COLUMBIA, S.C. — The South Carolina Republican and Democratic parties are preparing for President Donald Trump to speak at Benedict College on Friday.

The weekend event, which will feature Democratic presidential candidates on Saturday and Sunday, is focused on criminal justice reform.

South Carolina GOP spokesman Joe Jackson said the president should touch on his record.

“From creating the lowest unemployment rate for African Americans ever, to passing the First Step Act last year, which was by far the most meaningful criminal justice reform ever. To his record on the tax cuts and jobs act, which created more than 9,000 opportunity zones across this country in all 50 states. So, he has a record to tout, it's exciting to have him here in South Carolina at Benedict College. It gives them kind of a great platform on the world stage to showcase what they're doing as well,” Jackson said.

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Jackson added it would give the President opportunity to speak about his work with South Carolina Senators Tim Scott and Lindsey Graham, also Republicans.

Across the aisle, state Democratic party chair Trav Robertson said it's not that simple.

“So yeah, they can come and talk about all these platitudes, but that doesn't make it a reality. At the end of the day, the trade policies that this President and Tim Scott and Lindsey Graham support, are putting African American farmers in jeopardy of losing their farms and their crops. When you talk about people being laid off? Systematically, it is African Americans in this state. And when you talk about the wage gap between the wealthy and the poor? It's normally the African American community that suffers the most because of these policies,” Robertson said on Thursday afternoon.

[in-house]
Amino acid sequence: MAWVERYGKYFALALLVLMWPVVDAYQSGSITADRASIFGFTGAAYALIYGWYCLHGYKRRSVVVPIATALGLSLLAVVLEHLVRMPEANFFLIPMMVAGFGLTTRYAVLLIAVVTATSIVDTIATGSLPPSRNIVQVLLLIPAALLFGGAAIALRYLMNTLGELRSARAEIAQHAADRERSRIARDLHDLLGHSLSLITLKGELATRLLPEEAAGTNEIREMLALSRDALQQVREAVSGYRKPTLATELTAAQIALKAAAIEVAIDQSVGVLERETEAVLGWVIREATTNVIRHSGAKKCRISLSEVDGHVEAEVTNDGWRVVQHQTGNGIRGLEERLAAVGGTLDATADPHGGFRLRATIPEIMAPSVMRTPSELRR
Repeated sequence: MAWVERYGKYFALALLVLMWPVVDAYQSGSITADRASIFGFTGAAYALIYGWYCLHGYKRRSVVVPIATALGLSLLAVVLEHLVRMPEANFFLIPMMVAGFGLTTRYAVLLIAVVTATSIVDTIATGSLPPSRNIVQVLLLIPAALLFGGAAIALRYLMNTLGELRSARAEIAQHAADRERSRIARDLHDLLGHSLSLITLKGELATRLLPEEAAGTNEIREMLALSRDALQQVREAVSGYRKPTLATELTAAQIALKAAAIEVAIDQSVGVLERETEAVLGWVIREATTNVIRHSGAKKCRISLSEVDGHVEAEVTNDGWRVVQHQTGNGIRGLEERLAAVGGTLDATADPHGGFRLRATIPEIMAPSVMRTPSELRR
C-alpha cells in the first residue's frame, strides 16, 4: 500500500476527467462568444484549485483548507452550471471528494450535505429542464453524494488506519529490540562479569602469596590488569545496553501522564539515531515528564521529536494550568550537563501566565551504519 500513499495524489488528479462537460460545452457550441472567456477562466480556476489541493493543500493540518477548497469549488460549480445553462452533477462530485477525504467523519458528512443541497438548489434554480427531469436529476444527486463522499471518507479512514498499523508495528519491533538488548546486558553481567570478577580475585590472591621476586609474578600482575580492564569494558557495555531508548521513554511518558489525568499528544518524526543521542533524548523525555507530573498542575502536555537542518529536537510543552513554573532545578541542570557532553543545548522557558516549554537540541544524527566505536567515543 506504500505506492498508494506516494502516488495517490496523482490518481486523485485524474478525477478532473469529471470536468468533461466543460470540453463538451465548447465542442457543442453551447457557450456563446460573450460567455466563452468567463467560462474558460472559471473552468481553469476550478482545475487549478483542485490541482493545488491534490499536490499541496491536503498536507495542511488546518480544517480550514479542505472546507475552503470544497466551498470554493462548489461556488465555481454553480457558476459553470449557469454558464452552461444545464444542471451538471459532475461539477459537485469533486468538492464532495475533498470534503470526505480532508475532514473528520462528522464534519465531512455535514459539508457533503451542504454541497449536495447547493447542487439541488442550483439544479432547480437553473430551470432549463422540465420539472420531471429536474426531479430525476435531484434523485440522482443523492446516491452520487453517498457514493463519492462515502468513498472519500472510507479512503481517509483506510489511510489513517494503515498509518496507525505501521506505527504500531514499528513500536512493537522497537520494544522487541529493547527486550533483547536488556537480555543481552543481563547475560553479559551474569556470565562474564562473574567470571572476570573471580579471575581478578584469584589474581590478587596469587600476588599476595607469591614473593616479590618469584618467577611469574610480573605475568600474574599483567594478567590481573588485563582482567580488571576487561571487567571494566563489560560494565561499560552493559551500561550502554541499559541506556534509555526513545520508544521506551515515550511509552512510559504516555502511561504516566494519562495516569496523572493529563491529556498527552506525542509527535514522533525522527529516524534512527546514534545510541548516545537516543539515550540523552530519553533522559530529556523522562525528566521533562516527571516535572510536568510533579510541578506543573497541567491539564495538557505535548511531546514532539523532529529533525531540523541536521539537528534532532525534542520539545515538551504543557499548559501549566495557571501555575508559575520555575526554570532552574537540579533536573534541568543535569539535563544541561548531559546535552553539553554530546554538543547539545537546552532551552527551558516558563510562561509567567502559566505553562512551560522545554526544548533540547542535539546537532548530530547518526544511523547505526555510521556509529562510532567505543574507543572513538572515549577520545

Robertson went a step further, calling the visit to a HBCU hypocritical since he claims Republicans work to suppress minority voters.

Democrats plan to protest on Friday starting on Taylor Street.

“We just want to make sure that people still remember we have a Constitution, because Donald Trump and the Republicans obviously don't believe in the Constitution. So that's the first and foremost aspect of this. Everybody has an opinion about the President's visit to this community. And at the end of the day, it is extremely important that people gather together to voice their concerns, whether it is a protest, or whether it is in support of because it is a fundamental tenet of this democracy,” Robertson said.

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“They're welcome to their own voice. I'm sure we will have hundreds of people out there as well to welcome the President. At the end of the day South Carolina is Trump country and they'll be dwarfed by the people that are deciding to drive up from the low country or down from the upstate and across the country to welcome the President,” Jackson said in response.

Jackson said the President might visit again before the 2020 election, but said the party expects the President and state’s GOP incumbent congressional delegation to win comfortably.

The President's event on Friday is sold out.